We launched Zac in the boat for its successful sea trials. (Grant misplaced our kayak paddle. Maybe it's in the Four Winns. For now we'll use this one.)
After Zac proved it wouldn't sink, Grant took a short cruise,
. . . followed by Larry.
As suspected, the boat really needs a keel. So back at the shop, we trimmed the three strips previously scarphed together and, after roughing up the centerline with sandpaper, used epoxy to adhere the first of the three layers to the hull. Bricks hold the strip in place 'til the epoxy cures.
Grant will use Titebond to glue the next two layers on the first, then we'll tape and 'glas the keel.
Monday, March 31
About 4:00 pm, Grant glued the second layer to the first and stacked the bricks on the keel again.
He removed bricks to wipe off excess glue, then stacked them on the keel again. The red arrow on the left points to a scarph joint. There are many in these three strips, about four per strip. The red arrow on the right points to one of five small nails keeping things in alignment.
After the third and final layer is glued on, we'll trim the keel, then add tape and resin.
Tuesday, April 1 -- No foolin'
Grant glued the final layer atop the first and second, tacked it in place and stacked the bricks on the keel again.
Hitech clamping system in use. Next step is to trim the keel, 'glas tape and resin it. Then it's on to designing electric motor mount, steering etc.
Let's not forget The Alpine Shop holds its "You Can Paddle" day at Creve Coeur Lake on Saturday, May 10 this year. Grant says it's a fun time. We should take our new boat and show 'em how fast it goes. (Shhh . . . don't mention the motor. We're not sure they're legal on that lake.)Saturday, April 5
Today we trimmed the keel ends, sanded the keel and applied 6 oz. tape and resin to the keel. The tape did not conform to the edges of the keel, even though its sharp edges were knocked off with sandpaper. Grant says we made a 12 ft. long "bubble." Stay tuned . . .
Sunday, April 6
The resin hadn't cured by early Sunday morning and the "bubble" has grown around the sides of the keel. Grant moved the boat out on the front lawn. Temps. in the 70's today.
Here's a "close-up" of our 12' long bubble.
Grant did a little work on the new rear seat for the 17' Four Winns I/O. Here he "tried in on for size and fit." Satisfied, he added a ledge for the fwd. edge of the engine hatch to rest on, located and cut holes for the loudspeakers (not shown), and came up with another idea for better seat back support -- which will provide speaker enclosures and will more firmly anchor the seat in the boat. We're almost ready to take panels to the upholstery shop.
Grant bought two quarts of "Valspar" paint at Lowes. Colors are shown at left.
And he searched for some missing aluminum to use for a tiller "crank" to steer the trolling motor, but it's still missing. However, neighbor (and welder) Don Wakefield told Grant he had observed our "sea trials" and offered a piece of aluminum to make the "tiller crank." Grant gave him a drawing of what's needed and Don said he wanted to fabricate the whole thing. The throw will be 5 inches and the aluminum plate will be bolted to the pot metal piece w/thumbscrew that came with the motor. Don gave it to Grant on Grant's Friday (4/11) morning walk:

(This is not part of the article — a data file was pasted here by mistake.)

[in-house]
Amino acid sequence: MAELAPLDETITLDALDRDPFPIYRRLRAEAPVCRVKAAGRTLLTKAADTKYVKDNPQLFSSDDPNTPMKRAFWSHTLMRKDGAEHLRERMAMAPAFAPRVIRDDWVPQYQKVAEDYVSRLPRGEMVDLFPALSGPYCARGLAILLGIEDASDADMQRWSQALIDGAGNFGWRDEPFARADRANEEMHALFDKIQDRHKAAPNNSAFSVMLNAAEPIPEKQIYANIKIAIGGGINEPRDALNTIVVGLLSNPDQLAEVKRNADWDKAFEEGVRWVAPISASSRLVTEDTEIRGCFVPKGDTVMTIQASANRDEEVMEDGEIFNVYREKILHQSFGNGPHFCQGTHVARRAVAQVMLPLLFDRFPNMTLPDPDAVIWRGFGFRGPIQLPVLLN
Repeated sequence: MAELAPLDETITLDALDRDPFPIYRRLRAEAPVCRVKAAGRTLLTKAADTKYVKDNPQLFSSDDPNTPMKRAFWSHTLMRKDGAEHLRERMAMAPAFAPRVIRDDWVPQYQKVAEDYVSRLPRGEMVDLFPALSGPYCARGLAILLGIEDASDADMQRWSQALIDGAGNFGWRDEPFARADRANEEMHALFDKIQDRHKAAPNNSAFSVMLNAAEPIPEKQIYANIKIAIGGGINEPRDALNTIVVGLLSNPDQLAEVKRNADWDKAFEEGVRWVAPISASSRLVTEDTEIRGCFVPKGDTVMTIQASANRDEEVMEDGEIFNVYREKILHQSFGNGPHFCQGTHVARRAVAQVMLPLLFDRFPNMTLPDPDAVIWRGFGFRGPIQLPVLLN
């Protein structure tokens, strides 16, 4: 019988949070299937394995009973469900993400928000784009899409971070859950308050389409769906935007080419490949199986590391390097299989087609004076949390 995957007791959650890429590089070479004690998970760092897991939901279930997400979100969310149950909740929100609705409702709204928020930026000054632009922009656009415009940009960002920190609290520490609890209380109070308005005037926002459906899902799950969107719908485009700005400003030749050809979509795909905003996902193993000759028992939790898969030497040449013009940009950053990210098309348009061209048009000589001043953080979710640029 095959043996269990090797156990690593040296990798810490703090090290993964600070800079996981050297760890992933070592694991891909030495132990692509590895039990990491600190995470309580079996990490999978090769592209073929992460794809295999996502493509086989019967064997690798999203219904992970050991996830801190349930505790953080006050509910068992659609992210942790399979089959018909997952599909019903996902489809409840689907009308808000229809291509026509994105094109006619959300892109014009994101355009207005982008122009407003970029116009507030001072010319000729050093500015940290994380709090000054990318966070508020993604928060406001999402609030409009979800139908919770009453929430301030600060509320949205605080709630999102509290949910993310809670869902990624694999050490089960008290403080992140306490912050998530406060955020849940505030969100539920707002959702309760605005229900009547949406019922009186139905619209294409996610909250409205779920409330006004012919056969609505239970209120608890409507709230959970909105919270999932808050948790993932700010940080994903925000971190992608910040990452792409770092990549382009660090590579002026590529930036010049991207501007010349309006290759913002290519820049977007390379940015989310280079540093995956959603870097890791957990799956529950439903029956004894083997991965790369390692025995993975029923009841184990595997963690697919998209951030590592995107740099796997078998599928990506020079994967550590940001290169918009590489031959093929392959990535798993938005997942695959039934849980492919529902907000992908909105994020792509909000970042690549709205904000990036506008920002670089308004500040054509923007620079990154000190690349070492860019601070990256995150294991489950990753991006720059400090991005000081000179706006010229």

This is the homemade tiller "crank" Don made for our new little boat.
It measures 5" hole-center to hole-center, and
fits atop the electric motor's thru-hull mounting shaft.
A long (4') piece of 1/2" schedule 40 (stiff) PVC tube connects
to small hole, permitting the operator (or "Captain") to
steer the boat by moving the "tiller tube" fore and aft.
(The Captain can also perform marriages, we believe.)
April 13 - Sunday
Not much accomplished today. Grant mocked up the motor mount for size and location of components and did a little shaping of gunwales. Also did some test painting -- to see if we'll need to fill the weave of the fiberglass cloth.
Monday, April 14
After moving the boat outside, Grant did some serious shaping of gunwales with Terry's belt sander. One end of the boat now looks great. The gunwales and stem top of the "good" end have all been sanded (50 grit) and will finish up nicely. (This is the not the "good" end of the boat pictured.) The other end (which is probably the stern, where the motor will be mounted) needed a filler strip on one side of the boat, so Grant made a small strip and glued it in place. He'll sand it to shape tomorrow, after his Tuesday lunch. He also brushed on some more of the green hull paint.
Moved back inside. Notice the tan paint on the gunwale and on the inside of the hull.
Grant now thinks the paint will fill the weave of the 'glas cloth if a few heavy coats of paint are brushed on -- and sanded between coats. Here a few coats have been applied -- with no sanding between coats. Grant needed some luan for his other boat project anyway, so will probably use the remainder to make small decks for the bow and stern on this boat.
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